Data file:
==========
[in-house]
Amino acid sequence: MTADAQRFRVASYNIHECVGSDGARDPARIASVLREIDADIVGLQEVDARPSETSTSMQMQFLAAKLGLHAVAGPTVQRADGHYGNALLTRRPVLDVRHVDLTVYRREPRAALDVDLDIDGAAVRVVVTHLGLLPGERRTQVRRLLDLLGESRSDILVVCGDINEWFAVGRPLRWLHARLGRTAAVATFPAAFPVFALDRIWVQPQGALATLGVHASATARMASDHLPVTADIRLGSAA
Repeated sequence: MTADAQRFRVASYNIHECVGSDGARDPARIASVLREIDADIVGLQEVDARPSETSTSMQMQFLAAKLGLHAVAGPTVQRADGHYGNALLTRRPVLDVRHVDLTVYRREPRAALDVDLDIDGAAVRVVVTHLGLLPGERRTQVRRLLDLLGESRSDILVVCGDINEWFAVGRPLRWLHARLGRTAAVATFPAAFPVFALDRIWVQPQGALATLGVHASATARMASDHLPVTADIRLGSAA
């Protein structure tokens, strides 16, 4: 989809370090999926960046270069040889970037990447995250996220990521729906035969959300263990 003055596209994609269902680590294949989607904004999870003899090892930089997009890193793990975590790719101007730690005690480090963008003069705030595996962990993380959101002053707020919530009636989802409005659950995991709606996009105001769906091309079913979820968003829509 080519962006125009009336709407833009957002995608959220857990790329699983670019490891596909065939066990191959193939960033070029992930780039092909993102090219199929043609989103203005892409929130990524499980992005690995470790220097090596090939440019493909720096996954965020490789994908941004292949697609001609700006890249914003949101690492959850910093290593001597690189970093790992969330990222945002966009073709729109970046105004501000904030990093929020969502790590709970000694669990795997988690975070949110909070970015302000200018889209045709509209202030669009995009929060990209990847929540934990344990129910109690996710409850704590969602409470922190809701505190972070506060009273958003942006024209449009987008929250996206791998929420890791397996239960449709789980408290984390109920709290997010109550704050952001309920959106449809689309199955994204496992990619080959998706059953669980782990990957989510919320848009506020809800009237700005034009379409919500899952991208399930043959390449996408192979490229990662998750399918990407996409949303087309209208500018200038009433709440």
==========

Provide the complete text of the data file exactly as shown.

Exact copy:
[in-house]
Amino acid sequence: MTADAQRFRVASYNIHECVGSDGARDPARIASVLREIDADIVGLQEVDARPSETSTSMQMQFLAAKLGLHAVAGPTVQRADGHYGNALLTRRPVLDVRHVDLTVYRREPRAALDVDLDIDGAAVRVVVTHLGLLPGERRTQVRRLLDLLGESRSDILVVCGDINEWFAVGRPLRWLHARLGRTAAVATFPAAFPVFALDRIWVQPQGALATLGVHASATARMASDHLPVTADIRLGSAA
Repeated sequence: MTADAQRFRVASYNIHECVGSDGARDPARIASVLREIDADIVGLQEVDARPSETSTSMQMQFLAAKLGLHAVAGPTVQRADGHYGNALLTRRPVLDVRHVDLTVYRREPRAALDVDLDIDGAAVRVVVTHLGLLPGERRTQVRRLLDLLGESRSDILVVCGDINEWFAVGRPLRWLHARLGRTAAVATFPAAFPVFALDRIWVQPQGALATLGVHASATARMASDHLPVTADIRLGSAA
């Protein structure tokens, strides 16, 4: 989809370090999926960046270069040889970037990447995250996220990521729906035969959300263990 003055596209994609269902680590294949989607904004999870003899090892930089997009890193793990975590790719101007730690005690480090963008003069705030595996962990993380959101002053707020919530009636989802409005659950995991709606996009105001769906091309079913979820968003829509 080519962006125009009336709407833009957002995608959220857990790329699983670019490891596909065939066990191959193939960033070029992930780039092909993102090219199929043609989103203005892409929130990524499980992005690995470790220097090596090939440019493909720096996954965020490789994908941004292949697609001609700006890249914003949101690492959850910093290593001597690189970093790992969330990222945002966009073709729109970046105004501000904030990093929020969502790590709970000694669990795997988690975070949110909070970015302000200018889209045709509209202030669009995009929060990209990847929540934990344990129910109690996710409850704590969602409470922190809701505190972070506060009273958003942006024209449009987008929250996206791998929420890791397996239960449709789980408290984390109920709290997010109550704050952001309920959106449809689309199955994204496992990619080959998706059953669980782990990957989510919320848009506020809800009237700005034009379409919500899952991208399930043959390449996408192979490229990662998750399918990407996409949303087309209208500018200038009433709440």